PERRY, Iowa -- In an event Saturday billed as the “Bachmann Takes it to Perry Rally,” Michele Bachmann took her anti-illegal immigration message to the small town just outside Des Moines that carries the last name of her GOP opponent, Texas Gov. Rick Perry.
But Bachmann only mentioned Gov. Perry by name once, and it came during the question-and-answer period. Instead, she focused on detailing the case for a major initiative Perry opposes: building a fence along the United State's border with Mexico.
“I will secure that border,” Bachmann said inside the ballroom at the historic Hotel Pattee. “That will be job No. 1. And it will be every mile; it will be every yard; it will be every foot, because the portion that you fail to secure will be the highway into the United States.”
The event marked the introduction of a new advocacy group exerting pressure on GOP presidential candidates to sign a pledge to secure the border. Bachmann’s signature on Americans for Securing the Border pledge binds her to completing a fence along the Southern border by the end of her first year in office. She is the first candidate in the Republican field to sign it.
“The politicians every election cycle always pay lip service to securing the border but nothing ever gets done. So we believe it’s time to have a pledge,” Americans for Securing the Border Chairman Van Hipp told NBC News. “We have issued the challenge to all the major presidential candidates and Michele Bachmann is the first one to step up to the plate.”
The Minnesota Congresswoman has staked her candidacy, at least in part, on the message of a fiscal discipline -- and as she made the case for the fence this afternoon, she framed it in fiscal terms.
“I want to talk to you right now a little bit about some of those very real costs that come across along with illegal immigration,” Bachmann told the crowd of roughly 75 people. “It’s actually $113 billion a year,” she said, citing research by a conservative non-profit group, Federation for American Immigration Reform. “That’s the cost of illegal immigration.”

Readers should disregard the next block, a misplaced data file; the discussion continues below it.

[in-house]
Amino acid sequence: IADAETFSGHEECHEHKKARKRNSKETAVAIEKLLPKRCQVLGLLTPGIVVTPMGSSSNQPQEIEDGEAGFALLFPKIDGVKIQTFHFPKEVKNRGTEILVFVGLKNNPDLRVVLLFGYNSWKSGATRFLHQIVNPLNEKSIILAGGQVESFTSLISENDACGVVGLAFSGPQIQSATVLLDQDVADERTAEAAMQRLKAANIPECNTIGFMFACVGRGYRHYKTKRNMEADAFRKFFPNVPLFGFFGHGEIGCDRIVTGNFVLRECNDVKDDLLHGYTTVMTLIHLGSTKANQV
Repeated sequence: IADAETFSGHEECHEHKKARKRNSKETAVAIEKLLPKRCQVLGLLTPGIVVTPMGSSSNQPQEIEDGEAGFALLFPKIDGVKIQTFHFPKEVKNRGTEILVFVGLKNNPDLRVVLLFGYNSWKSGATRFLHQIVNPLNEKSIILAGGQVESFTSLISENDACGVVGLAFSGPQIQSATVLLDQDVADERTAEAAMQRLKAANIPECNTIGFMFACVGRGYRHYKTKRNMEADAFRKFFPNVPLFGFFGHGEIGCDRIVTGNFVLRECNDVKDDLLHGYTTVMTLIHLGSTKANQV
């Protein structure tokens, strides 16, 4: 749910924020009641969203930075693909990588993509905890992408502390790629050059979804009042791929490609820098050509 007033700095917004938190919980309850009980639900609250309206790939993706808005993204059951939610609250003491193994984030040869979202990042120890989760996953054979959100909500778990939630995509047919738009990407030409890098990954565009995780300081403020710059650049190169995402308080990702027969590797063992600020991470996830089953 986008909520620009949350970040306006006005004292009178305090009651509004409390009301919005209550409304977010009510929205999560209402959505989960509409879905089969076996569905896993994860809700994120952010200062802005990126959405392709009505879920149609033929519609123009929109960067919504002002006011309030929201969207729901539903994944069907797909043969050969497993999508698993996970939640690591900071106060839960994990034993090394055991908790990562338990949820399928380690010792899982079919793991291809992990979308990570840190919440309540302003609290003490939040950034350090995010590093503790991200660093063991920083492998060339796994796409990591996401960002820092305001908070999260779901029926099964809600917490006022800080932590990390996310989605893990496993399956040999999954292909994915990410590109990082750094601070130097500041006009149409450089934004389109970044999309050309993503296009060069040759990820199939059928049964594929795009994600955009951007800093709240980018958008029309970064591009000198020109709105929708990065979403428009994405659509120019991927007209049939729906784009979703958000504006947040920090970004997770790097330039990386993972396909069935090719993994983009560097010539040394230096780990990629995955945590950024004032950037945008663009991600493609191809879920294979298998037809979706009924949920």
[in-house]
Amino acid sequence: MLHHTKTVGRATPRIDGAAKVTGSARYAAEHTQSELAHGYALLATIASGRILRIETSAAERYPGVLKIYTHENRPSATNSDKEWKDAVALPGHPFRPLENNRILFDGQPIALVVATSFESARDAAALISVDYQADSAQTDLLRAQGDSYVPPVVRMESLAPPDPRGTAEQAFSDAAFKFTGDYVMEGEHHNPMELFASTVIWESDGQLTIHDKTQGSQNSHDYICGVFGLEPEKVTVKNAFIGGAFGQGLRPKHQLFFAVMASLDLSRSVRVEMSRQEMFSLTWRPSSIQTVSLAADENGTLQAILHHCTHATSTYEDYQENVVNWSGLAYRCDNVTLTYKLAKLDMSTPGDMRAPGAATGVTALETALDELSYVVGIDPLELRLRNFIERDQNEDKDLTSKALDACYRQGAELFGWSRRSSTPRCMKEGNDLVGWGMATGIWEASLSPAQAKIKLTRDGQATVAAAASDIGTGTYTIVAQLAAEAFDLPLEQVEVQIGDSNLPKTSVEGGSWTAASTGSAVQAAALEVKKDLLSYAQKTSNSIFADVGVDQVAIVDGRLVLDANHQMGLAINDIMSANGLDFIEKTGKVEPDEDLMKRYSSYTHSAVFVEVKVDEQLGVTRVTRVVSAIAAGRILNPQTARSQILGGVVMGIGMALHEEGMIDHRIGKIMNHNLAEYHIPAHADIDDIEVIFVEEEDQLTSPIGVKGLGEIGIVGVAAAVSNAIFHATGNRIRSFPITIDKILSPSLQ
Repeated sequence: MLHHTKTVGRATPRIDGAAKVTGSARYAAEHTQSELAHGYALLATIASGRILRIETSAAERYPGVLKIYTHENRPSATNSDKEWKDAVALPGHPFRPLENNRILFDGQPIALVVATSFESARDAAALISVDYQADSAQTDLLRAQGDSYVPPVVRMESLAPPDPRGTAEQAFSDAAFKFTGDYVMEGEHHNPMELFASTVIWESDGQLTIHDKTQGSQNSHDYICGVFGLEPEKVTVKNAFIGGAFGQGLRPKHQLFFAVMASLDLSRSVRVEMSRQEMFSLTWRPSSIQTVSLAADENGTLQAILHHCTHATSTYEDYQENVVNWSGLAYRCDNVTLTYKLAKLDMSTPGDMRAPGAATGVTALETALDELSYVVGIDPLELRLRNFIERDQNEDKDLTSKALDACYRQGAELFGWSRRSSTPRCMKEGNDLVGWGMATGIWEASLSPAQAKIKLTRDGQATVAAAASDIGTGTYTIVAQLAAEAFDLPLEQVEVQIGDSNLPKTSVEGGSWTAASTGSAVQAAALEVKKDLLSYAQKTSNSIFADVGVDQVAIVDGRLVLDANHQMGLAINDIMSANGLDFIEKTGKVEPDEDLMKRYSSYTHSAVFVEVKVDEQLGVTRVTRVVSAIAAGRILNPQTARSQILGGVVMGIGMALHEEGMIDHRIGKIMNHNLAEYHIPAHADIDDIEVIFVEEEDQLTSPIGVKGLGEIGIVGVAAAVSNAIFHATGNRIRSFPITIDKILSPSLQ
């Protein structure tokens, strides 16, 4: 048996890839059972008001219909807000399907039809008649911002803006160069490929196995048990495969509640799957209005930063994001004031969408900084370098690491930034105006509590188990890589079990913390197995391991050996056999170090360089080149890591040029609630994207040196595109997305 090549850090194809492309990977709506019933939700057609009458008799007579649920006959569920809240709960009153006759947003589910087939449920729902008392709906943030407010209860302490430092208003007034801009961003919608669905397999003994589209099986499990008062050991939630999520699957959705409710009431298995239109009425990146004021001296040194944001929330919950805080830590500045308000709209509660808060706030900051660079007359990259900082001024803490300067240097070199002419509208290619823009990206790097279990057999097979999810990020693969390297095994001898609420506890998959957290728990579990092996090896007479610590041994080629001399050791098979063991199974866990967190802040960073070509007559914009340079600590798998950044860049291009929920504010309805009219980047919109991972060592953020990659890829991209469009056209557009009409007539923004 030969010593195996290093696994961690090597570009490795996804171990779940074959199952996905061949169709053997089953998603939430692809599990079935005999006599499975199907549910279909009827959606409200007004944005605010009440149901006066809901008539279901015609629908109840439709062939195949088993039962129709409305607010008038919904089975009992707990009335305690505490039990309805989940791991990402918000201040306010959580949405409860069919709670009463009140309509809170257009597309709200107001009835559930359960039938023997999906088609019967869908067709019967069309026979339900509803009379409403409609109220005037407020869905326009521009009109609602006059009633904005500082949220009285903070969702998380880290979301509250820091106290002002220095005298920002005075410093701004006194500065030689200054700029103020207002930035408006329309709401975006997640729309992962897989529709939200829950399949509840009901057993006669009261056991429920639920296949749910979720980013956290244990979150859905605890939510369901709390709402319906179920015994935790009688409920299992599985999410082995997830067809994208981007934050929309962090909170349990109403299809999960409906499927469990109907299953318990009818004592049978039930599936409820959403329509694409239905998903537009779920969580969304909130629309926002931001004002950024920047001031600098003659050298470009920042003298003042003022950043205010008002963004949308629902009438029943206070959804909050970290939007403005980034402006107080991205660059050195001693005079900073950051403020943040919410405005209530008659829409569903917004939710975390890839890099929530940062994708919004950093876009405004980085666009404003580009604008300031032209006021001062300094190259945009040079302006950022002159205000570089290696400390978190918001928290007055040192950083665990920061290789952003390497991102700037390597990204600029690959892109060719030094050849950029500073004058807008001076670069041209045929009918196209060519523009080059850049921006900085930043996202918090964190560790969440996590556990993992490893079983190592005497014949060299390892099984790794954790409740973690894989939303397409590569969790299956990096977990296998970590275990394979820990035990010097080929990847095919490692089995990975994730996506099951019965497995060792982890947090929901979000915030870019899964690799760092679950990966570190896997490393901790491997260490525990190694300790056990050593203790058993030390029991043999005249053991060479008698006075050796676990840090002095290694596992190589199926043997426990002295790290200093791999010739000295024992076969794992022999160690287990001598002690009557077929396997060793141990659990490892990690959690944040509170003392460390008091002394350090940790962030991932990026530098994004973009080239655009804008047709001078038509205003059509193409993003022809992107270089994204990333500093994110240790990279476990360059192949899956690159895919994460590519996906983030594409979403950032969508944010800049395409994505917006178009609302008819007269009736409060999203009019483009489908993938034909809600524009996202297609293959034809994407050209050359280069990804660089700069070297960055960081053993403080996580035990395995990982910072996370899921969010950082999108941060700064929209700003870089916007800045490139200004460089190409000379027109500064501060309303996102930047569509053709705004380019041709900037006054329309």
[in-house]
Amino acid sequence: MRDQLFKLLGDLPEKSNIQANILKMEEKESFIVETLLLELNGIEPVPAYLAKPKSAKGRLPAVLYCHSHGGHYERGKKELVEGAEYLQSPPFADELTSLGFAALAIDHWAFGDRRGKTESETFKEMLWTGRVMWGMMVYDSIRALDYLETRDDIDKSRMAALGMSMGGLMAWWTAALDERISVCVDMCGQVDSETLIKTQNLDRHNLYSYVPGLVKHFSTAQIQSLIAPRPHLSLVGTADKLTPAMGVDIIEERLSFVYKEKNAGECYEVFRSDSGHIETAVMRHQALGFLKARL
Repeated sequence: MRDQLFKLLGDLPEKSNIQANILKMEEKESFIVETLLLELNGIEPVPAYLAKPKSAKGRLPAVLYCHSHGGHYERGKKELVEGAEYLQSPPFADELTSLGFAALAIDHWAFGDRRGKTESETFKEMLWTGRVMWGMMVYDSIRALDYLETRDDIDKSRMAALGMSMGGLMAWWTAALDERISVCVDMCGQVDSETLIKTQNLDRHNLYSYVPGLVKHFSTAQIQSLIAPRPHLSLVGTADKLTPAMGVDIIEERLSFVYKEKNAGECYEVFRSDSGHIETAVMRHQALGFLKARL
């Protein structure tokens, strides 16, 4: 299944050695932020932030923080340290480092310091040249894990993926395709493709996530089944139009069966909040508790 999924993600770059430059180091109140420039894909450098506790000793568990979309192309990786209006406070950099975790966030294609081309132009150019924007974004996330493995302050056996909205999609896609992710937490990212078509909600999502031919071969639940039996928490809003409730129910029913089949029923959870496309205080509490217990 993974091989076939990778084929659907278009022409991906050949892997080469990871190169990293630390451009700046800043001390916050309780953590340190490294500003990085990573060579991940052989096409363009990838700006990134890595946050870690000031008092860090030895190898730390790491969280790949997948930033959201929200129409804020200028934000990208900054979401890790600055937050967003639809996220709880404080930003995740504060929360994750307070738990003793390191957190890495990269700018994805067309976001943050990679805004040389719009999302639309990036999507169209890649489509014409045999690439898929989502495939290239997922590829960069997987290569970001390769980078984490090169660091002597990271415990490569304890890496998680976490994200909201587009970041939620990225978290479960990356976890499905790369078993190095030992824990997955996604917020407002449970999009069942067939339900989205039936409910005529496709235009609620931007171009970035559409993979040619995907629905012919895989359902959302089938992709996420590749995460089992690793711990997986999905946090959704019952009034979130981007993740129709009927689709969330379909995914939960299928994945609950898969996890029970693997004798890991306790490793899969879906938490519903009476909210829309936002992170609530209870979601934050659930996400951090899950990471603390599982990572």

Illegal immigration has been a continued point of contention in the 2012 presidential race, specifically the DREAM Act, which, in Texas, allows illegal immigrants to pay in-state tuition at public universities. While Bachmann did not mention the Texas governor’s name, she harshly criticized Perry for the Texas law.
“In 2009 in Texas, there were 12,138 students that benefited from that,” she said. “That cost the taxpayers of Texas $25.9 million.”
Bachmann’s message did not please everyone in the room. After interrupting the congresswoman mid-speech, Eddie Diaz, a 32-year-old Perry resident and first-generation Iowan, was given the first question following her prepared remarks.
Diaz and Bachmann went back and forth on arguably the most sensitive element of the whole immigration debate -- the fate of the children of illegal immigrants.
“Under our system of government you cannot punish the children for the actions of their parents,” Diaz forcefully told Bachmann. The congresswoman countered that laws like these only encourage more illegal immigration.
Following the “Bachmann Takes it to Perry Rally,” the Perry campaign responded, touting Perry’s 10 years experience as governor of a border state.
“Governor Perry has been hard at work at this,” Perry’s Iowa Chair, Bob Haus, said in a statement. “Iowans will trust someone who's actually done the work to secure our border."